To legitimise the situation it was necessary to locate Charles Causton's legal heir, who was still on paper the lawful owner. This turned out to be his great-grandson, Thomas Lilford Neil Causton, and on 5 September 1857 a manorial court was held at which he was officially admitted to the property, and which he immediately surrendered to Hodgson. Although the latter transaction was not finally enrolled on the manor court records until December 1860 [136].

Hodgson took prompt action to prevent such an occurrence from happening again, and in 1861 he purchased an award of enfranchisement from the lords of the manor which gave him the freehold of the property [137].

It was probably soon after Hodgson had taken over the property that the old wooden inn was demolished and the present unpretentious brick building erected.

Hodgson's Kingston Brewery Company was eventually merged with the Courage group, who are the present owners of the Royal Oak.

As in most places, being a well-established inn on the main road through the village, the Royal Oak soon became the posting place for the royal mails. In 1845 we find that the post arrived from London at a quarter past eight in the morning, and was immediately delivered around the village. Letters could be posted at the inn during the day until a quarter past six in the evening, but late postings could be accepted until half past six on payment of an extra one penny each [138].

In the same year we also find that the Royal Oak was the station for passengers wishing to board the omnibus which ran daily (except Sundays) between Addlestone and London, calling at West Molesey on the way, at nine o'clock and returning at a quarter past six in the evening. Besides which, every other day, the carrier, William James from Weybridge, with his lumbering van, called to pick up packages. Travelling to town on Tuesdays and Fridays, and returning on Wednesdays and Saturdays [139].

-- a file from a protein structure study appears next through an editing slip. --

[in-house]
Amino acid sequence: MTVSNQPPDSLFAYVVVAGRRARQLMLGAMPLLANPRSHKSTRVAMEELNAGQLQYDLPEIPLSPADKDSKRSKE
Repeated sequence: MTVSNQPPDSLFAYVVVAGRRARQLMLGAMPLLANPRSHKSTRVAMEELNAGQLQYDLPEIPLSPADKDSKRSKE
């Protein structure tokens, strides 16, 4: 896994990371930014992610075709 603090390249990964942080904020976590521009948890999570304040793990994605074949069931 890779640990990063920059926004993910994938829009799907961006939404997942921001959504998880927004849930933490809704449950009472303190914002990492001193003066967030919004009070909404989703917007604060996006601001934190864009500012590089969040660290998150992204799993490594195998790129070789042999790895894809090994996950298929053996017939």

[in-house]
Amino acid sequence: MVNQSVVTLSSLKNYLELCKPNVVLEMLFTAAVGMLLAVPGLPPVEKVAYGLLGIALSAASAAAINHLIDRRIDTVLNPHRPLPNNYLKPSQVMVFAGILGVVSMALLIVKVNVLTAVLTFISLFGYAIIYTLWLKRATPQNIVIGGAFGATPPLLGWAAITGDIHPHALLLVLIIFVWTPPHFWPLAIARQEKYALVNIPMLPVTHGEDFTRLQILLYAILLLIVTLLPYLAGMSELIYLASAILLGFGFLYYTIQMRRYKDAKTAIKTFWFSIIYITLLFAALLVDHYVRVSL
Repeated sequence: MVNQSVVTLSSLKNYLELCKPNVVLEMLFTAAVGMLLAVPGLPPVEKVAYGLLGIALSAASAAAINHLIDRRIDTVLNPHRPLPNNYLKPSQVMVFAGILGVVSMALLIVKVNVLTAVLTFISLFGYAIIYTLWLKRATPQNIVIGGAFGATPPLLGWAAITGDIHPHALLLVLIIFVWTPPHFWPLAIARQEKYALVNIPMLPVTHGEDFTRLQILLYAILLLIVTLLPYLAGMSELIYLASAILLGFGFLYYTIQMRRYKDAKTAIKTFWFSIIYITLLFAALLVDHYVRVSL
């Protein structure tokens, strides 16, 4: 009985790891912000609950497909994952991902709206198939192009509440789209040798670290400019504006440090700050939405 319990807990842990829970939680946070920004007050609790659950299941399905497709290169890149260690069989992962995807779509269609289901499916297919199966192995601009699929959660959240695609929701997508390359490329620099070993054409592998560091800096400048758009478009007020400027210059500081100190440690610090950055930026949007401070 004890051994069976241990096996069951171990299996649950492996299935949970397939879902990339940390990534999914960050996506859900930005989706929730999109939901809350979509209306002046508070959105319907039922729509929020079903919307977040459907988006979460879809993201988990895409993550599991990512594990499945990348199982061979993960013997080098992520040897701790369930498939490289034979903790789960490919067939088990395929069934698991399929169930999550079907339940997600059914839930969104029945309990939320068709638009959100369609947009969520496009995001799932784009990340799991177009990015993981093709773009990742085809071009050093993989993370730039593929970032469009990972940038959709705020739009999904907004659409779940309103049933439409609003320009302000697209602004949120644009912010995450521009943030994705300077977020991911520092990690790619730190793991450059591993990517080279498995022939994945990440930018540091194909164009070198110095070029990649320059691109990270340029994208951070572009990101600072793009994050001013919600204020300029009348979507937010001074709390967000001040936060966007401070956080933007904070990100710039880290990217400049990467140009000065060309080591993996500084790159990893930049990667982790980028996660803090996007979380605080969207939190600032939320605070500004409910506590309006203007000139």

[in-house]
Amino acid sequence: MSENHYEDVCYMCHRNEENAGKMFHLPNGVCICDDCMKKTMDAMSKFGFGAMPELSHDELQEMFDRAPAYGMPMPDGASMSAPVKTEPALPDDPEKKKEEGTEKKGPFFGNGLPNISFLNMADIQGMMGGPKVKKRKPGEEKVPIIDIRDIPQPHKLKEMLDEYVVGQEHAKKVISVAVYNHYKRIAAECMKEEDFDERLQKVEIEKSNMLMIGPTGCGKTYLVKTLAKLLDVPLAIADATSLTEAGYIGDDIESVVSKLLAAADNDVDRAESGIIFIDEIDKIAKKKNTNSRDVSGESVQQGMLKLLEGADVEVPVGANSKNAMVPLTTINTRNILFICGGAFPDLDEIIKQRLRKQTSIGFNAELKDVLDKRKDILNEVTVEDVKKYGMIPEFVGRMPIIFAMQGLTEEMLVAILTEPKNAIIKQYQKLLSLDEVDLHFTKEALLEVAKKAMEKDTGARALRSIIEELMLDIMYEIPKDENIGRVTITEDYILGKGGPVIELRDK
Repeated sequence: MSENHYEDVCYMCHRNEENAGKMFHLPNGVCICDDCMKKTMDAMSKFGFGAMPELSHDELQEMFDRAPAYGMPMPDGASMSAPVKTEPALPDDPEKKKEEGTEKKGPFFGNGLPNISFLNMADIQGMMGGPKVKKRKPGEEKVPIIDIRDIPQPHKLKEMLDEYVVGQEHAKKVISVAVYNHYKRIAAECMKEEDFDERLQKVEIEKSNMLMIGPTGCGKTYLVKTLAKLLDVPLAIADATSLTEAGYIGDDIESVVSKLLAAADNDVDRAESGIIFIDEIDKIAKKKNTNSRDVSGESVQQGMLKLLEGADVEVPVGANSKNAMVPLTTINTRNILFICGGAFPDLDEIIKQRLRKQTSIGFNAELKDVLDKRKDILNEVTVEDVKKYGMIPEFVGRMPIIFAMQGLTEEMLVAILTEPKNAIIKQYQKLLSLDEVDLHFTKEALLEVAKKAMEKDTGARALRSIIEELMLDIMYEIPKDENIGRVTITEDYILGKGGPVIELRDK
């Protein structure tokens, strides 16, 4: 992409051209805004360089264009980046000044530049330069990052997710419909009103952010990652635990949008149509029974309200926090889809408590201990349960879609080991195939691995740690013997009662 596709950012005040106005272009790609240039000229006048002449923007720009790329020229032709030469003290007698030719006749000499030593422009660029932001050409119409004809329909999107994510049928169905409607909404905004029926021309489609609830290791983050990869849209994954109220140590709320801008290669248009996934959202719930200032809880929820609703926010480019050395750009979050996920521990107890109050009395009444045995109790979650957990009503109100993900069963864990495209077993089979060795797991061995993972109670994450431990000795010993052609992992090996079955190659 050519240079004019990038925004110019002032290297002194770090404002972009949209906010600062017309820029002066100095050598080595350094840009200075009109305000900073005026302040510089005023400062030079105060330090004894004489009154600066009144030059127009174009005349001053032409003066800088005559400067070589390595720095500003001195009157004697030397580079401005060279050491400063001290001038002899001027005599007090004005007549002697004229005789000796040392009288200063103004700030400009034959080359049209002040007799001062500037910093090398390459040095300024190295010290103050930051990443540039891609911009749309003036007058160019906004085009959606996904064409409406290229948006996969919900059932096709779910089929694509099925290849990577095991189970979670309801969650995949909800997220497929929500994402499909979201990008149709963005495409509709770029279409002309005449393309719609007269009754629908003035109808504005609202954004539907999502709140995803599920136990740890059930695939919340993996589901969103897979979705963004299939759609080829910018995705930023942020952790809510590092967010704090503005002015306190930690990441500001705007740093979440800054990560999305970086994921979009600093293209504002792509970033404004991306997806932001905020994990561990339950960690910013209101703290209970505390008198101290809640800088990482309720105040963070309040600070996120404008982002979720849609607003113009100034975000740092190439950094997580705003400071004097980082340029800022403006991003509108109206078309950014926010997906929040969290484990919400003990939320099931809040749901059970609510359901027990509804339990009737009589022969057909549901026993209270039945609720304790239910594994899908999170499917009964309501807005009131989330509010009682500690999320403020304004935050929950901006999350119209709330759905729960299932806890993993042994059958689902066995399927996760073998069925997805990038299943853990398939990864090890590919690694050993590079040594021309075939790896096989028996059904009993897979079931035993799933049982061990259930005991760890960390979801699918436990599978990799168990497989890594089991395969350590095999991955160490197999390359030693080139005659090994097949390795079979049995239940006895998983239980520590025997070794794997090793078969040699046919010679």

In 1883 Mrs. Matilda Houstoun, a lady who had gained a moderate literary fame in Victorian England, recalled the days of her youth when she had lived in the house which is now the West Molesey Vicarage, and wrote: "Within a stone's throw of the 'mossy, mouldering wall' that surrounded the graveyard, stood a hostelry of good repute, from the door of which tipsy men and slovenly idle women were never seen to emerge" [140].

Licensees include:-

            1636 - Parnell Nightingale

            1664 - Robert Curtis

            1697 - Paul Johnson

            1699 - Thomas Buss

            1752 - Samuel Nobles

            1756 - Willmot Nobles

            1760 - Daniel Redford

            1794 - James Draper

            1822 - John Edwards

            1844 - Francis Edmonds

            1848 - George Licquorish

            1853 - James Larkman

            1855 - H. Jacobs

            1857 - Mr. Griffen

            1859 - William Soppitt

            1860 - R. Newland

            1862 - Edward Castle

            1873 - Richard Rope

            1888 - George Egerton

            1893 - James Skinner

            1893 - James Bouchier

Notes on some innkeepers:-

ROBERT CURTIS: In 1664 his house was assessed for four hearths, under a tax levied on the number of fire places [141]. In 1663 and 1664 he was elected to the office of churchwarden, a post which he obviously undertook with little relish, as during the latter year he appeared three times before the magistrates for obstinately refusing to fulfil his statutory duties in collecting the rates and paying them to the county authorities for the maintenance of bridges, gaols, and hospitals [142]. On 13 February 1678, "being in perfect memory and remembrance praised be God", he made his will, in which, after asking for his body "to be buried in Christian buriall in the graveyard of Westmoulsey", he left all his freehold houses and lands in West Molesey to a Thomas Fisher of Kingston [143].

PAUL JOHNSON: THOMAS BUSS: The wills of both these gentlemen describe them as victuallers and as living in West Molesey. As it is unlikely that there was another inn in the village at that time they have been included in this list as landlords of the Royal Oak [144].

SAMUEL NOBLES: Was living at West Molesey as early as 1734, when his daughter was baptised [145], but whether he was the landlord of the Oak at that time is uncertain. He was buried in the churchyard in 1753 [146].

WILLMOT NOBLES: Was the widow of the above. She died in May 1758 [147]. In her will she expressed the desire that her daughter, Mary, "wife of Daniel Redford should have the house that I now live in" [148].

DANIEL REDFORD: Came from Teddington and married the daughter of the two foregoing [149]. He inherited the inn in the right of his wife on the death of his mother-in-law. He was churchwarden five times between 1778 and 1793.

FRANCIS EDMONDS: Died in 1848, his white headstone still survives in the churchyard.